It's not anywhere near done though, and this is about as early access as early access can get. It'll probably be a year or two before the game is actually out of beta given what I've seen so far, as the game needs a lot of work.

Postal 2 will give you a better and more complete experience, but Postal 4 is neat as a novelty for now. Having access to it in the future and watching it grow into the finished game will be interesting, but if that doesn't sound like something you're into, just wait for it rather than jump in now.

It was cool to run around in and mess with for a short while, but I probably won't be playing it again for a while.
 
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Earth Defense Force Iron Rain.

So, another EDF game was released on PC, and yet again I had no idea and it just sort of showed up. It's a spinoff thing and not a main entry title.

As usual I am going for a hardcore solo playthrough. I managed for EDF 5, so I think I can handle this as it seems easier so far. I think I read that it has around 50 levels, so it's half as long as EDF 5. "Hardest" is available right away, not sure if a higher difficulty unlocks once it is finished or not.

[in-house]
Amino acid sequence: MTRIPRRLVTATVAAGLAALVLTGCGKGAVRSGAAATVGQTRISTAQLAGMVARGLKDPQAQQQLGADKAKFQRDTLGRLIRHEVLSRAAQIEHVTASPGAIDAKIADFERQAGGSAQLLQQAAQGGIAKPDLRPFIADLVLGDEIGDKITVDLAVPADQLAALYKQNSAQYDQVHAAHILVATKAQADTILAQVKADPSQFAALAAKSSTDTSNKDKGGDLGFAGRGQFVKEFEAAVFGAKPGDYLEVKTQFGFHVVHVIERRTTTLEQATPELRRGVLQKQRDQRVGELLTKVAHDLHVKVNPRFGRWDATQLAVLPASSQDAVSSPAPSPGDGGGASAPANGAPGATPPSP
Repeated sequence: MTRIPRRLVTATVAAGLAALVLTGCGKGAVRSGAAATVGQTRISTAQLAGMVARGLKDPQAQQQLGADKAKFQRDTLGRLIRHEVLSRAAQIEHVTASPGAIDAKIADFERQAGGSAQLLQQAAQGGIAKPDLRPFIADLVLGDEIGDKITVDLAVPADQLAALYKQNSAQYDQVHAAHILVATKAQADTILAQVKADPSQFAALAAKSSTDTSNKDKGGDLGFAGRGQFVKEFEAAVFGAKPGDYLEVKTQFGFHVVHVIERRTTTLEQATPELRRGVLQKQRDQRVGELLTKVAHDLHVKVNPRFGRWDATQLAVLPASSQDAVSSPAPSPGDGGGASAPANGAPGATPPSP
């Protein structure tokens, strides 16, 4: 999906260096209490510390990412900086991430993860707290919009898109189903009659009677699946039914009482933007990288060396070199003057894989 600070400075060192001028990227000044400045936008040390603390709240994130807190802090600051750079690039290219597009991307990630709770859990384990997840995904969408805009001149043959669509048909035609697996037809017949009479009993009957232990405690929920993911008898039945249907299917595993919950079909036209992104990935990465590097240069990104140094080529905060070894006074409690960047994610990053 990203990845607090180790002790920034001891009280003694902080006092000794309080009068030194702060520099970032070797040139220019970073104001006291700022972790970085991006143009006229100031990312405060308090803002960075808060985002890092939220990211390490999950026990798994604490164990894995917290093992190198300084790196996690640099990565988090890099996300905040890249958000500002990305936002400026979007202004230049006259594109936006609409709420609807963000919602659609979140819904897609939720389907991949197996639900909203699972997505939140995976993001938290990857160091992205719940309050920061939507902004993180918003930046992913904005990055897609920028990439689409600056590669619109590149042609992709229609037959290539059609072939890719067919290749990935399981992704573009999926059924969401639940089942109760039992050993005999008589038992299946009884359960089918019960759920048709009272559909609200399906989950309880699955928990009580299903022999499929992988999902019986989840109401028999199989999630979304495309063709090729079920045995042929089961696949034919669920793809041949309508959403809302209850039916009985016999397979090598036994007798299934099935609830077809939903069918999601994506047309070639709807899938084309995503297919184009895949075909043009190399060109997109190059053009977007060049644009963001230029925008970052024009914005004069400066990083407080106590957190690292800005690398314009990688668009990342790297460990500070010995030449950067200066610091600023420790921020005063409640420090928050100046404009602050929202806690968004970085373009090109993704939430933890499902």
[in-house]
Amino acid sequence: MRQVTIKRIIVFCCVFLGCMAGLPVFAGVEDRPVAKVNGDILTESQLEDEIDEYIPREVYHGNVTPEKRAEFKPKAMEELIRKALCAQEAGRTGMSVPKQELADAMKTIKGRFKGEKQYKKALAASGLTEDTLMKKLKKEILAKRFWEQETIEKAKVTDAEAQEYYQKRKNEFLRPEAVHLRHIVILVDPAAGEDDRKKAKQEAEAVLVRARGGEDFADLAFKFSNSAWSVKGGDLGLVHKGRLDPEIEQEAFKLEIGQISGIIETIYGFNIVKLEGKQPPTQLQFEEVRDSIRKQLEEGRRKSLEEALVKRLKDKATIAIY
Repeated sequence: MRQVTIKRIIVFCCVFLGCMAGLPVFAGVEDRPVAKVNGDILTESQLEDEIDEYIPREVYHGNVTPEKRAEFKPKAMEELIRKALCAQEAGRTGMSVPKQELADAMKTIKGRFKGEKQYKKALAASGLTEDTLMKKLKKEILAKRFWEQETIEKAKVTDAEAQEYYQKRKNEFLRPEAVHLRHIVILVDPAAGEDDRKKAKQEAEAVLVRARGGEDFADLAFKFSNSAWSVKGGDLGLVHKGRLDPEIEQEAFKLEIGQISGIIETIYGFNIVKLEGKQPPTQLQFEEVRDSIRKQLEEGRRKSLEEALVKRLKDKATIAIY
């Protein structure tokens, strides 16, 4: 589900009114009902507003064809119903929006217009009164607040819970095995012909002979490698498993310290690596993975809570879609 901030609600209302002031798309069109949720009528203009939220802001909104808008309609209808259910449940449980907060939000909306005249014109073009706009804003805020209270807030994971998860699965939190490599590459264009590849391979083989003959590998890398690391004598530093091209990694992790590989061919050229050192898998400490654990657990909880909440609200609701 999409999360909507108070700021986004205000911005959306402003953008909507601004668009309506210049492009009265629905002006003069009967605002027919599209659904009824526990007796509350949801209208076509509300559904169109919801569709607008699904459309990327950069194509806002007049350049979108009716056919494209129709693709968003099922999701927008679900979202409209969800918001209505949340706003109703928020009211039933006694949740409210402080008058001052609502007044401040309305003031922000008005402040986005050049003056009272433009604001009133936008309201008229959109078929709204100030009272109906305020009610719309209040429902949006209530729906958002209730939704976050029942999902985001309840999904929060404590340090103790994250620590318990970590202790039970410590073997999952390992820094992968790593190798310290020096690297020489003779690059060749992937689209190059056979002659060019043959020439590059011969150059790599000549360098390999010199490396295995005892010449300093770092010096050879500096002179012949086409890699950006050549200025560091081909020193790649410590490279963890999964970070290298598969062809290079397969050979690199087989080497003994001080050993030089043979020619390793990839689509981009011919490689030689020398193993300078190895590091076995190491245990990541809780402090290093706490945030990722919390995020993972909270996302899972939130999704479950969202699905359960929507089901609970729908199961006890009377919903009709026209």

A lot has changed so I'm not entirely sure how unlocks work just yet. It's prettier than the last game at least and seems to have even more modernized controls. They seem to have scrapped the timing based reload mechanic as well.

There is also an "overdrive" system, which basically ups your fire and reload rate by quite a bit and gives you infinite stamina for dodging. You can only use it once per level, but it is a fairly powerful buff that can get you out of some sticky situations.

Weirdly, you can strafe faster than you can move forward.